Friday, 24 May 2013

Taste Bud Time Travels

Photo: aussiegall / everystockphoto
I've always been fascinated by history, in fact I preferred factual books to fiction when I was at school, which probably explains why I did better at my History O Level exam than I did in English Literature.
My love for the past and how it has shaped the modern world is still strong. Food throughout history is a particularly enthralling subject.

You could say that my kitchen has become a little time travel machine or maybe even the Tardis. I may not be like Doctor Who saving worlds across the universe but I have been making some new discoveries through culinary activities.

Just over a year ago I met Alan Coxon at a food and craft festival in Woburn. Some of you may remember him as the television chef who had his own show 'Coxon's Kitchen College', he also appeared on Great Food Live on UKTV Food. Alan is the food archaeologist, so for him food history is his passion. Alan Coxon is a mine of information when it comes to food, he loves facts, details. Mention an ingredient or a recipe and he will tell you where it comes from, the history and any weird and wonderful fact you care to imagine.

Photo: © childsdesign

Alan's passion led him to create three vinegars based upon and inspired by ancient recipes. He took cues from three very different cultures – Medieval, Roman and Ancient Greek. From these, Ale-Gar, Roman Vinaigre and Ancient Greek Vinaigre were born. It wasn't a simple process or quick development to make them. From start to finish it has taken Alan 10 years to perfect the recipes as well as the bottles.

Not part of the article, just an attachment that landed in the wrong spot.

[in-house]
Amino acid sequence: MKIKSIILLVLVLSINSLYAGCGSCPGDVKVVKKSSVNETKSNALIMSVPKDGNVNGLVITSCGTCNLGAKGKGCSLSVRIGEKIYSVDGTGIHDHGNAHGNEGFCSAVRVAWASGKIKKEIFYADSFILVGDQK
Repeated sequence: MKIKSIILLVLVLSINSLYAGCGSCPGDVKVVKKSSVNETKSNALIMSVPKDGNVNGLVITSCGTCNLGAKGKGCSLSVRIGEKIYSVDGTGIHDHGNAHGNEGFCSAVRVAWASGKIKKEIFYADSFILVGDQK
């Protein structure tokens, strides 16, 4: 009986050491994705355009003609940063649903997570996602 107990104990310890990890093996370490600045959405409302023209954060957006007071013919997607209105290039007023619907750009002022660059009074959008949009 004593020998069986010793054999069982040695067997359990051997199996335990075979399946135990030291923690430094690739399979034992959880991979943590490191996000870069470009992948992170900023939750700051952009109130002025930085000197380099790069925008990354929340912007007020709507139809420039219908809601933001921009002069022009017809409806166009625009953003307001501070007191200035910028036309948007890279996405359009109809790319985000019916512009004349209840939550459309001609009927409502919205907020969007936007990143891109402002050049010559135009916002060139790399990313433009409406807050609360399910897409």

So back to my time travelling. I have been using these vinegars with abandon in my cooking. Although they are vinegars, they are not sharp and mouth puckeringly sour, so don't think of them as a malt vinegar that you splash on your fish and chips. The flavours are complex, yet subtle and soft and much more like a fine wine, in that respect.

I have used the vinegars in all manner of ways from dressings to marinade, in sauces, casseroles, stir-fries, even in sweet dishes, they really are that versatile. The Ale-Gar is based on a 15th century recipe, the vinegar being created from chocolate stout malt which has a unique flavour with a slight taste of cinnamon. I've used this in just about everything! Simmer a quantity until it has reduced to a syrupy consistency and you have a wonderful drizzle for duck.

The Roman Vinaigre is made from quality wine and distinctly herbal in character. I noticed the chamomile flavour first which is quite unusual but quickly grew on me. Try it drizzled over fresh sliced peaches with prosciutto, it is wonderful.

The Ancient Greek Vinaigre is also wine based, bitter-sweet and fresh. There is a hint of coriander which I found makes it ideal to use in Asian recipes, particularly oriental stir-fries.

These vinegars are a truly wonderful addition to the kitchen, not only do they taste good they look good too in handsome bottles. They are very nearly ousting the balsamic and rice vinegar in the cupboard, not to mention the Worcester sauce.

You can buy online from foodbyalancoxon.com


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